Nearly three years after we first set out to find out how much BP gave Tate, the galleries have finally revealed BP’s contribution between 1990-2006. The figures range between £150,000-£330,000 a year – even less than we expected. When I tried to lay the numbers out on a graph for comparison, it was hard to even get BP’s contribution to be visible to the naked eye:
Why is this important?
The figures surprised many:
Wow. In grand scheme of things BP donation to Tate derisory https://t.co/NNIrmByBRY Any art-loving monied clean tech types keen to match it?
— James Murray (@James_BG) January 26, 2015
In 2012-13 Tate grant-in-aid was £31.5m + £56.4m income https://t.co/MW75iAQCzd – making BP’s £150-300k very cheap for all that visibility.
— Rachel Coldicutt (@rachelcoldicutt) January 26, 2015
With the prominence of BP’s logos on Tate publicity, and with Tate so keen to keep the cash amounts secret, one might assume Tate actually can’t do without BP. But confirmed at around 0.5% of Tate’s annual budget, BP’s cash looks a lot easier to replace.
What surprised me even more is that Tate has actually become less not more reliant on BP over the years. In its first year BP’s sponsorship accounted for 17,6% of Tate’s self-generated income (i.e. sales, trusts, and sponsors). This proportion quickly dropped to 5,7% in 1991, and has stayed below 1% since 2000. (You can find the comparative data in full here).
For these tiny amounts, BP gains “social licence to operate”. That is, cultural sponsorship makes sure that ‘special publics’ – influential people – associate BP with the cutting edge in art, not the devastation of the Gulf Coast, not First Nations communities breathing toxic air of the tar sands, not climate crisis.
What was Tate thinking?
Alongside the figures, Tate released minutes of its Ethics Committee which scrutinised BP’s sponsorship in 2010. Having fairly carefully reviewed protests over BP sponsorship to date, as well as BP’s tar sands projects and Gulf of Mexico spill liabilities, the minutes concluded that
The reputational risk to Tate of retaining BP as a partner is significant
And yet, the Ethics Committee decided (emphasis mine)
Taking a moral stance on the ethics of the Oil and Gas sector … is outside of Tate’s charitable objectives
Similarly, when reviewing BP’s responsibility for the Deepwater Horizon disaster, the committee appeared to be content with the absence of criminal charges against the company. BP’s responsibility for devastating the livelihoods of Gulf Coast residents seemed to not be at issue as much as the absence of a criminal case. (You can read the rest of the released documents here.)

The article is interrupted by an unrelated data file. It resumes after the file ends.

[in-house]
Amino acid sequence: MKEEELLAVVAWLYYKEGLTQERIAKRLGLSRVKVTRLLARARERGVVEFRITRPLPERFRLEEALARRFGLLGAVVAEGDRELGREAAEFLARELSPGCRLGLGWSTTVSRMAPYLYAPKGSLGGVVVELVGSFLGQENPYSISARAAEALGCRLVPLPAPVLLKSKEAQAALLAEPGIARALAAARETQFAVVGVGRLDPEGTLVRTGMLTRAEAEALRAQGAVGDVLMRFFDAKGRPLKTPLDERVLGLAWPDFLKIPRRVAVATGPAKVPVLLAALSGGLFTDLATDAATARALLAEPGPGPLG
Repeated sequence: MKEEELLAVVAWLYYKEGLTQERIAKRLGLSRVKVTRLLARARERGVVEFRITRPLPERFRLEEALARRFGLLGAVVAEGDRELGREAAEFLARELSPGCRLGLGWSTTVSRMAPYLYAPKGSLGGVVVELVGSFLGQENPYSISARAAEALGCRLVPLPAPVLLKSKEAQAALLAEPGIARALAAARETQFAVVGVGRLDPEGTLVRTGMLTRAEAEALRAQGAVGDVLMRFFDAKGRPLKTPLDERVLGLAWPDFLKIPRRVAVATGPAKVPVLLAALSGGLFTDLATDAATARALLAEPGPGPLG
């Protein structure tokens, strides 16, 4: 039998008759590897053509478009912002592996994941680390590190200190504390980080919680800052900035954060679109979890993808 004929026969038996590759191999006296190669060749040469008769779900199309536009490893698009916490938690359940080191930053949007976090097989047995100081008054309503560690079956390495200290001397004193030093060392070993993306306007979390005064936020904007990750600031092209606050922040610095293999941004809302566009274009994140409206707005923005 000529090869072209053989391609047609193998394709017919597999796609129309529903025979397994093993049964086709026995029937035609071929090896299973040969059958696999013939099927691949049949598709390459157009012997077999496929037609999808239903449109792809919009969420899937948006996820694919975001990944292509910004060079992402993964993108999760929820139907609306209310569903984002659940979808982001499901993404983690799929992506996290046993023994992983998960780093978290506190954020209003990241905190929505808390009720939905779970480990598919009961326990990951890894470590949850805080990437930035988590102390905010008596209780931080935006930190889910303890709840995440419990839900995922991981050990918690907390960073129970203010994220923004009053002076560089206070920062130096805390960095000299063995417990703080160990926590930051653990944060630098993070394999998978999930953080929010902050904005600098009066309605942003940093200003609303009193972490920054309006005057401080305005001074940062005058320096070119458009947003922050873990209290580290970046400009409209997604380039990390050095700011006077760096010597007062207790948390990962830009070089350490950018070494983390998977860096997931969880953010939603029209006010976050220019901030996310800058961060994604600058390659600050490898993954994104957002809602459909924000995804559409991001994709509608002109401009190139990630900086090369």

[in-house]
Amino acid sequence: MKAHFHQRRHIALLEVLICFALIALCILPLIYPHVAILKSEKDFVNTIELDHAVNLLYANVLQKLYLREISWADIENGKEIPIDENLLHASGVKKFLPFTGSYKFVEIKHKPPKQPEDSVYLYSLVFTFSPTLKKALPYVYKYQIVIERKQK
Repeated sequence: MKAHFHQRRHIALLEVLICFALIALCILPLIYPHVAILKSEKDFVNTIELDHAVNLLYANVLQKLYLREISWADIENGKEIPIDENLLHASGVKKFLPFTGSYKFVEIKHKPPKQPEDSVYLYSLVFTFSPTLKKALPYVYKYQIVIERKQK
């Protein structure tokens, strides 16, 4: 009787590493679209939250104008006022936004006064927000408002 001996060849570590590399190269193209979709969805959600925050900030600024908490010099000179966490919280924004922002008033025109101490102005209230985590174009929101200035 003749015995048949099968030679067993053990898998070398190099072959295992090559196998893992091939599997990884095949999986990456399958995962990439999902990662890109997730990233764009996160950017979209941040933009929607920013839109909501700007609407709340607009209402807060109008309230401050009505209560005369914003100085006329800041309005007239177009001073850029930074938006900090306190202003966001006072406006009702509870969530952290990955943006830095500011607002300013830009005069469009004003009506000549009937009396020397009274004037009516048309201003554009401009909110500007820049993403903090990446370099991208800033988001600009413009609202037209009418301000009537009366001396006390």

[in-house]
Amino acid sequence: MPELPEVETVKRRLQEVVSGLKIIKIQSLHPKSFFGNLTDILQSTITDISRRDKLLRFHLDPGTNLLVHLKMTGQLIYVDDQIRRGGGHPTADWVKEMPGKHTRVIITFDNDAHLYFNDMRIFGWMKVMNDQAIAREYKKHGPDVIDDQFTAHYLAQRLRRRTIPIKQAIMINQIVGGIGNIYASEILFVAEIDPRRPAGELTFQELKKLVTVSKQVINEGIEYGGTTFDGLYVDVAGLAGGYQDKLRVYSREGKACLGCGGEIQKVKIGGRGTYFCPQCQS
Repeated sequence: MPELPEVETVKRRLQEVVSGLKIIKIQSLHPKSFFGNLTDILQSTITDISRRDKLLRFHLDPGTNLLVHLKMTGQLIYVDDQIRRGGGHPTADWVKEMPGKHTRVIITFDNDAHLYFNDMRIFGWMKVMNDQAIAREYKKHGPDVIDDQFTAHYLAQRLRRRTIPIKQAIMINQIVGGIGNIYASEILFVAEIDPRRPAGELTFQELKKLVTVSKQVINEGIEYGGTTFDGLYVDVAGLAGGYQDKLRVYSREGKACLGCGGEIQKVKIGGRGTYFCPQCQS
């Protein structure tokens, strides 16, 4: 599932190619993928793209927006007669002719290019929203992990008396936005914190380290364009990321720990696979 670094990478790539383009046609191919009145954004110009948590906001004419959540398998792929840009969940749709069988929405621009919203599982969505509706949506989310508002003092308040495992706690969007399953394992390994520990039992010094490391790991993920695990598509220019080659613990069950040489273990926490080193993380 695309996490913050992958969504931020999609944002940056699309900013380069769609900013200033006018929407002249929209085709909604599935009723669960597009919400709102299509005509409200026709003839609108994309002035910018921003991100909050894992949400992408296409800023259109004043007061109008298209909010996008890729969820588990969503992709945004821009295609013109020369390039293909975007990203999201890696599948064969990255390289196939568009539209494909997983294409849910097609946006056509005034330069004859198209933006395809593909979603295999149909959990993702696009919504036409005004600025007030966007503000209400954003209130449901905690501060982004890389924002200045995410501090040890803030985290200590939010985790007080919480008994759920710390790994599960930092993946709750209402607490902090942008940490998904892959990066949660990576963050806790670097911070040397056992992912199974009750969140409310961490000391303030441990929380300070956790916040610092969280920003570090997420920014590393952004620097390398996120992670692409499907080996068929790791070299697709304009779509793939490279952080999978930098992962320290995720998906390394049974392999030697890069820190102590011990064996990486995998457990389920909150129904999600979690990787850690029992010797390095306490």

What does it mean for arts?
At heart, Tate claiming commercial secrecy over details of sponsorship is about the corporatisation of art. Arts Council England had to make 30% cuts to its budget between 2011-2015, alongside prioritising funding that promoted private philanthropy and corporate sponsorship of the arts. The shift is not just financial – it’s a paradigm shift. Artists are put under pressure to think and act as entrepreneurs. If the credibility of art is to be sold to the highest bidder, sponsors acquire power over the recipient. Does this mean we as arts practitioners have to give up control over what our art does in the world? How and where do we draw our lines? As cutbacks to state funding of arts continue, these questions grow more urgent.
We hope that the arts as a sector can take collective responsibility for the future that our art (and its funding) shapes. We can work together to protect state funding – and we can join the growing movement that’s refusing oil companies the credibility they depend on. How does your organisation or project navigate tricky funding choices? Let’s talk about it.
In 2016 Tate’s Trustees will be deciding whether to renew BP sponsorship. The Ethics Committee once again will review the sponsorship deal. Can they rubber-stamp Tate’s support for the world’s 3rd worst contributor to climate crisis, again? Can they ignore the growing call for respected institutions to cut ties with the fossil fuel industry? Let’s make sure they can’t.
On Thursday 29 January, Artsadmin, Live Art Development Agency, and Home Live Art in collaboration with Platform present Take The Money And Run? – an event on arts, ethics and funding. Join the conversation on Twitter using the hashtag #TakeTheMoneyAndRun